Old Criminal Records Can Be “Off the Record”
By Jon P. Erickson
If you or someone you know has an old criminal record, you should be aware that lost civil rights can be restored by pursuing either a “Pardon Extraordinaires” or an “expungement” of the arrest record.
When you consult an attorney about clearing up old criminal records, the first step in the process is identifying what occurred in the past. If you have an old criminal conviction, then the law allows for “Pardon Extraordinaires”. If you were arrested but the charges were dismissed or you were found “not guilty”, then you might be able to pursue an “expungement” of your arrest record. Of course, having an attorney involved at the time of your arrest, even if it is just a traffic misdemeanor, may help set up a situation that might result in making an expungement or pardon easier to get.
Individuals seeking to clear past criminal records have a variety of reasons. Some want to restore their right to possess a firearm, such as a shotgun for hunting. Others want to have fingerprints and booking photos sealed to prevent future embarrassment. Lastly, having the Board of Pardons restore an individual’s “good name” may help in preventing problems in searching employment or housing.
In Minnesota, anyone arrested for all felonies and many misdemeanors and gross misdemeanors must be booked (photographed and fingerprinted). The law is mandatory and there is nothing an attorney can do to prevent that process. In some cases, if charges are ultimately dismissed, dropped, diverted or an individual is found “not guilty”, then mandatory criminal booking items may be sealed or destroyed.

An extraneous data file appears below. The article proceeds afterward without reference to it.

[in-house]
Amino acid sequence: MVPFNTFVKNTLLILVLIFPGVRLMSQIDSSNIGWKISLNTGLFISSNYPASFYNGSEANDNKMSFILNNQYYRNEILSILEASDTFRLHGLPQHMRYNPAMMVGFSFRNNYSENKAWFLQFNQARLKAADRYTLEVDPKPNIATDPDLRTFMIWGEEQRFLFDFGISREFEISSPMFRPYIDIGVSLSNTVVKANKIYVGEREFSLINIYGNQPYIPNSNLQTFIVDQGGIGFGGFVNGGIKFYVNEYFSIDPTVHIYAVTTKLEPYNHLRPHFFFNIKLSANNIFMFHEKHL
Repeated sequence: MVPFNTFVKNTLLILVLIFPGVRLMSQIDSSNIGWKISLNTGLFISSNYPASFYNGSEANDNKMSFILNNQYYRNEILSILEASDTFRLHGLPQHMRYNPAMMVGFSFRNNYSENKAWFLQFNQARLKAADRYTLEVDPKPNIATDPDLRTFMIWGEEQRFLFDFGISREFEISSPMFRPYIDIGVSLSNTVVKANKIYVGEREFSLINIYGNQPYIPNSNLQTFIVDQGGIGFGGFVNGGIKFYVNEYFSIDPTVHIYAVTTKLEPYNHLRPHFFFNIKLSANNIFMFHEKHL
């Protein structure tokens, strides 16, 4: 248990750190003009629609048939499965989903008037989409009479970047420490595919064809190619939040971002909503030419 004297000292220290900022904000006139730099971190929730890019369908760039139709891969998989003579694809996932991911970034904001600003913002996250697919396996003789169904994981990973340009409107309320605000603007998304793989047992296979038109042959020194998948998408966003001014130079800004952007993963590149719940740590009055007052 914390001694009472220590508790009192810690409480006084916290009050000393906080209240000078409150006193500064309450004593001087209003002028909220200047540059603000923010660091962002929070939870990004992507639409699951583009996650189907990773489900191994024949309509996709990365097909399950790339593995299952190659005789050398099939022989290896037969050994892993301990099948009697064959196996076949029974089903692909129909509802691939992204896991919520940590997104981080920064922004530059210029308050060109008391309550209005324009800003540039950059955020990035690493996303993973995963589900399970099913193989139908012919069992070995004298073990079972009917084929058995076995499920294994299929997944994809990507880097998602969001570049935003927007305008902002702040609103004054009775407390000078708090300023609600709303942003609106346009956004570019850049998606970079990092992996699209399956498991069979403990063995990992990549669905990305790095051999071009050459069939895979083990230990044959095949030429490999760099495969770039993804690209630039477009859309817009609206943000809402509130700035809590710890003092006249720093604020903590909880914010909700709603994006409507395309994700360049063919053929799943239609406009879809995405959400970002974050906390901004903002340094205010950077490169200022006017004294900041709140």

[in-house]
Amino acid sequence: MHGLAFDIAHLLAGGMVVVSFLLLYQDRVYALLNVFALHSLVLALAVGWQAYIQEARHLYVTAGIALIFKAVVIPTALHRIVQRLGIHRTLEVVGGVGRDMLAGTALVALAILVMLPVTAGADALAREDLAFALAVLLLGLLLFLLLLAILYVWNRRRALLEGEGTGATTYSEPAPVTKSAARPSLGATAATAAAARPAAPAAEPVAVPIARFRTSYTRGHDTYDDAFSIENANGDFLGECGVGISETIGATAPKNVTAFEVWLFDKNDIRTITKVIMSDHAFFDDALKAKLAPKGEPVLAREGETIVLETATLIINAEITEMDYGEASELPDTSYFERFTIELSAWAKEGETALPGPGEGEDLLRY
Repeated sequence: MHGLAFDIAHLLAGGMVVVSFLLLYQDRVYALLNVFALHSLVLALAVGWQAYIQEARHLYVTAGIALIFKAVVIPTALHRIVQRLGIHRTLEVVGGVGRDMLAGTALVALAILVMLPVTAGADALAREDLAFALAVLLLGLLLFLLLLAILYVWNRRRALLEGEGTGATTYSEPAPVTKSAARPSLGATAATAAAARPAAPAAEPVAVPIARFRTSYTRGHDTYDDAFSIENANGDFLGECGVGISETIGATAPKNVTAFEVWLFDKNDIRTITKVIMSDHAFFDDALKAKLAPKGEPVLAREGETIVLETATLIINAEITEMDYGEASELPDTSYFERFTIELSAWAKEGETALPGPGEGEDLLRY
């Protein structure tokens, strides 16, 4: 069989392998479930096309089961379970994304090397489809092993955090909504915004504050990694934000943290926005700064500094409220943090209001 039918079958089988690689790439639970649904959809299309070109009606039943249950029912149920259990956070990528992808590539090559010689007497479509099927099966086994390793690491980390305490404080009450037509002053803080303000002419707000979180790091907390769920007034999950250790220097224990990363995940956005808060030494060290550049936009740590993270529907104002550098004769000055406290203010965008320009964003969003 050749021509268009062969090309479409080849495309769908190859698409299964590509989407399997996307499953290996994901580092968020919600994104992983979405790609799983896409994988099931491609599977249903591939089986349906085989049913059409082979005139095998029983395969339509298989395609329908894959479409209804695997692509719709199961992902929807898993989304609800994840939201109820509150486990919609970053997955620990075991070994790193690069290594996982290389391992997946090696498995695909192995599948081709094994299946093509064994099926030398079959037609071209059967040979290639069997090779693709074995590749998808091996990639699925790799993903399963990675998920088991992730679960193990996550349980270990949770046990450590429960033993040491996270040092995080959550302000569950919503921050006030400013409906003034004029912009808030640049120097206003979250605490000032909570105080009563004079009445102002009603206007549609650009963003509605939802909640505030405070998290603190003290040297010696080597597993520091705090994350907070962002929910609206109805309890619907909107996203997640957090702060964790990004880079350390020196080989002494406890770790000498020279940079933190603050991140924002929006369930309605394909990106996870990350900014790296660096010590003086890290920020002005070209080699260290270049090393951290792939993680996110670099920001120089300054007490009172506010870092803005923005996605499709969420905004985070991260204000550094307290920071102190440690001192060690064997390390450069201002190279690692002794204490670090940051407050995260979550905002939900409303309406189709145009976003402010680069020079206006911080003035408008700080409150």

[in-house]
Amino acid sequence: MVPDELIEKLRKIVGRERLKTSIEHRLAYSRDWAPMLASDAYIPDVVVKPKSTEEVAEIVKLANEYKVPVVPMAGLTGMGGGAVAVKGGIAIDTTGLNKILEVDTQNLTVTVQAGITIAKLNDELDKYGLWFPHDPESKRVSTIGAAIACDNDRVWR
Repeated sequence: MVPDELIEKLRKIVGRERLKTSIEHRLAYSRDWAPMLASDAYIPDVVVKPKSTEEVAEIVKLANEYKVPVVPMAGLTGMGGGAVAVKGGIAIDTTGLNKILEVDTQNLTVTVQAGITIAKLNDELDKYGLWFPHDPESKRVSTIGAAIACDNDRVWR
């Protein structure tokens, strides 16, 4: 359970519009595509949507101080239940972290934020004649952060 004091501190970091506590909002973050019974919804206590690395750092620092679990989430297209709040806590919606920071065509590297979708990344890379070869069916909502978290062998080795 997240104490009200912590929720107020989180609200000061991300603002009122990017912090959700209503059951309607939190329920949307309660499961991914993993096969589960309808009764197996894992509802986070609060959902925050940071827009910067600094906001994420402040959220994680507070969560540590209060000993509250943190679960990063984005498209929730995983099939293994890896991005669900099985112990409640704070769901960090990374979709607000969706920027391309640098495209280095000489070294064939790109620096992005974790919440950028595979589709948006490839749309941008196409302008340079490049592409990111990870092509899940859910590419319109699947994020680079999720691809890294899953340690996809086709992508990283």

Expungement is the legal process necessary to seal the materials resulting from the arrest process, including computer files and sometimes even in the case of convictions.
The legal procedure involves filing a motion and affidavits with the appropriate court and, ultimately, a court hearing.
When seeking a pardon, an individual appears before the Board of Pardons, which consists of the Governor, the Chief Justice of the Minnesota Supreme Court and the Minnesota Attorney General, to request “forgiveness” of past behavior that resulted in a criminal conviction. This conviction can include a traffic misdemeanor, domestic assaults and/or gross misdemeanors and felonies!
The process involves filing an application with the Board of Pardons and, eventually, appearing before the Board. The hearing is a public hearing and all documents filed with the application become public documents.
The application process involves notifying the sentencing judge, the prosecuting attorney, police departments, and any and all victims. It also includes publishing the Notice of Application in a newspaper in the county where the conviction occurred.
Granted pardons become part of the official record. Pardons no longer result in having your criminal record sealed or destroyed but it does result in the restoration of any and all civil rights.
If you have any questions about expungement or pardons, please call or e-mail BGS; either Jon Erickson at (763) 783-5145, e-mail firstname.lastname@example.org or Russ Crowder at (763) 783-5143, e-mail email@example.com.